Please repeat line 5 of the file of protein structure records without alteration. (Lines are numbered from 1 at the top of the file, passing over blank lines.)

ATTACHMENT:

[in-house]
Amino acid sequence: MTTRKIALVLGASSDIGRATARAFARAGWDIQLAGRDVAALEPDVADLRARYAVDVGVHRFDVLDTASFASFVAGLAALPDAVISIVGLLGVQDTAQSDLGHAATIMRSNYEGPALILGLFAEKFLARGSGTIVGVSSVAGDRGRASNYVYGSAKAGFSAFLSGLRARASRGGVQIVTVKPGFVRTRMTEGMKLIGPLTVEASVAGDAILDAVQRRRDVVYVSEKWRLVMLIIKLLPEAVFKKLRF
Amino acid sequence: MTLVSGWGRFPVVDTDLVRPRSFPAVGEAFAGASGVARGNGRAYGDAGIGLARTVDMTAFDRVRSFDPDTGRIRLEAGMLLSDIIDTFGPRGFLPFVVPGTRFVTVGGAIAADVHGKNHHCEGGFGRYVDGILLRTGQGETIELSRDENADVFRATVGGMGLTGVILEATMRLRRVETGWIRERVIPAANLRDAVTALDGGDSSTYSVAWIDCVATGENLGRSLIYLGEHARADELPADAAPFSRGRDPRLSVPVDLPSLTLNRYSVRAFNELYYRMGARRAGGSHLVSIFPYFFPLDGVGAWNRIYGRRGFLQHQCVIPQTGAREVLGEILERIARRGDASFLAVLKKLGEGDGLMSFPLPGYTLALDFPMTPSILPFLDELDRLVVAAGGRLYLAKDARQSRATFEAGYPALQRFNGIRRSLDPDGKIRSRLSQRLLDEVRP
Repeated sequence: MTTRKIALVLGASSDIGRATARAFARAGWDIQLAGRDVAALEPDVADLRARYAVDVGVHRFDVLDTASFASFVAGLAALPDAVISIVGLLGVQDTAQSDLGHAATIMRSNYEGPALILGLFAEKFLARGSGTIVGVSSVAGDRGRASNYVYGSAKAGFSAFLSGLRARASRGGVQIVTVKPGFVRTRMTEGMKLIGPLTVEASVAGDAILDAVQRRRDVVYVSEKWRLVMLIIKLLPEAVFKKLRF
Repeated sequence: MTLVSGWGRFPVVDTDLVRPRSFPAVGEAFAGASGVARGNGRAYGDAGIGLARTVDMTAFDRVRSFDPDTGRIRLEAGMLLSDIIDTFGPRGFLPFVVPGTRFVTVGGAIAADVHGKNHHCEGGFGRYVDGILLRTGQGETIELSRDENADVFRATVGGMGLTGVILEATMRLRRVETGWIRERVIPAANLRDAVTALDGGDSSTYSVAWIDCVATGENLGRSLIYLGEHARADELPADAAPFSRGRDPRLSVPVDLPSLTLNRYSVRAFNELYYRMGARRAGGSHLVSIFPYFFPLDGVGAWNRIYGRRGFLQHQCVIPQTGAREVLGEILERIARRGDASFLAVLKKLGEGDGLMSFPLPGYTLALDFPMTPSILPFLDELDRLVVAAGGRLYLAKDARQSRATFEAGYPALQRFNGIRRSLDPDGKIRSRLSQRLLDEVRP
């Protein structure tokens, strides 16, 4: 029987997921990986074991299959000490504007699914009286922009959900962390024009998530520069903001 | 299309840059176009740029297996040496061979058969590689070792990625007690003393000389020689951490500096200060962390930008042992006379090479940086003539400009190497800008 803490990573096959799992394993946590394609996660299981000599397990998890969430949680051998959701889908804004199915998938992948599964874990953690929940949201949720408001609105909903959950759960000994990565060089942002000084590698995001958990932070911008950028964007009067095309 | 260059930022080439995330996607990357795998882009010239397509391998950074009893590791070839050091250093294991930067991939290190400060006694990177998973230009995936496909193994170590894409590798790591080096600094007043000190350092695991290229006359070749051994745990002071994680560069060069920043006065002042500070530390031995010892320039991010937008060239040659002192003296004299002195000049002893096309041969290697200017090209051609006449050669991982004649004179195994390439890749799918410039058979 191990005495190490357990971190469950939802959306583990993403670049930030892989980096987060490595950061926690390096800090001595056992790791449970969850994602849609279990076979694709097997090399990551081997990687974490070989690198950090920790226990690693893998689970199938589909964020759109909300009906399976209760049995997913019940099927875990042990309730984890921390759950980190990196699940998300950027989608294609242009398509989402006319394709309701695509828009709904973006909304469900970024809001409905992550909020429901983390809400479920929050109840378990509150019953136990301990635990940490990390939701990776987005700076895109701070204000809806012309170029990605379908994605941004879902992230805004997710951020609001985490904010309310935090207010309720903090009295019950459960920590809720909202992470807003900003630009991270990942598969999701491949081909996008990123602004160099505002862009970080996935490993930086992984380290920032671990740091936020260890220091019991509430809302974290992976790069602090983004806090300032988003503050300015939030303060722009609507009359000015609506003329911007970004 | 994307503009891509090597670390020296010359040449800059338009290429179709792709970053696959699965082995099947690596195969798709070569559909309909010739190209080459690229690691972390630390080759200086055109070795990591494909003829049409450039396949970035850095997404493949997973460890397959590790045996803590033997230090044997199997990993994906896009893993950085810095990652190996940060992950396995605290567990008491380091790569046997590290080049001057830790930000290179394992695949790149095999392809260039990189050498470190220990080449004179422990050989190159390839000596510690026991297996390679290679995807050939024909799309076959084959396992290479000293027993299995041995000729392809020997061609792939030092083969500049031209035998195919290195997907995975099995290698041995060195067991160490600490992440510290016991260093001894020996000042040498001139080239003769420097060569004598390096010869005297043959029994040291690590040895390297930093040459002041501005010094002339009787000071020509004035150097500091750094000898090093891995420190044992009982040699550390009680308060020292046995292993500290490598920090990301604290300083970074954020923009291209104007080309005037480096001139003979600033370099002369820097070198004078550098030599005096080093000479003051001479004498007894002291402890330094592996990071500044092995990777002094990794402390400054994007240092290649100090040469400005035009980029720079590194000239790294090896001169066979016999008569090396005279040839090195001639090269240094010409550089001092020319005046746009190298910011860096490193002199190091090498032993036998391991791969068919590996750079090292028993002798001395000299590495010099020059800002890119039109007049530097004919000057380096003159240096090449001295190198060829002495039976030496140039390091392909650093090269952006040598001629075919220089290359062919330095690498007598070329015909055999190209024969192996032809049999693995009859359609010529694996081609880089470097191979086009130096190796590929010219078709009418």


Repeated sequence: MTLVSGWGRFPVVDTDLVRPRSFPAVGEAFAGASGVARGNGRAYGDAGIGLARTVDMTAFDRVRSFDPDTGRIRLEAGMLLSDIIDTFGPRGFLPFVVPGTRFVTVGGAIAADVHGKNHHCEGGFGRYVDGILLRTGQGETIELSRDENADVFRATVGGMGLTGVILEATMRLRRVETGWIRERVIPAANLRDAVTALDGGDSSTYSVAWIDCVATGENLGRSLIYLGEHARADELPADAAPFSRGRDPRLSVPVDLPSLTLNRYSVRAFNELYYRMGARRAGGSHLVSIFPYFFPLDGVGAWNRIYGRRGFLQHQCVIPQTGAREVLGEILERIARRGDASFLAVLKKLGEGDGLMSFPLPGYTLALDFPMTPSILPFLDELDRLVVAAGGRLYLAKDARQSRATFEAGYPALQRFNGIRRSLDPDGKIRSRLSQRLLDEVRP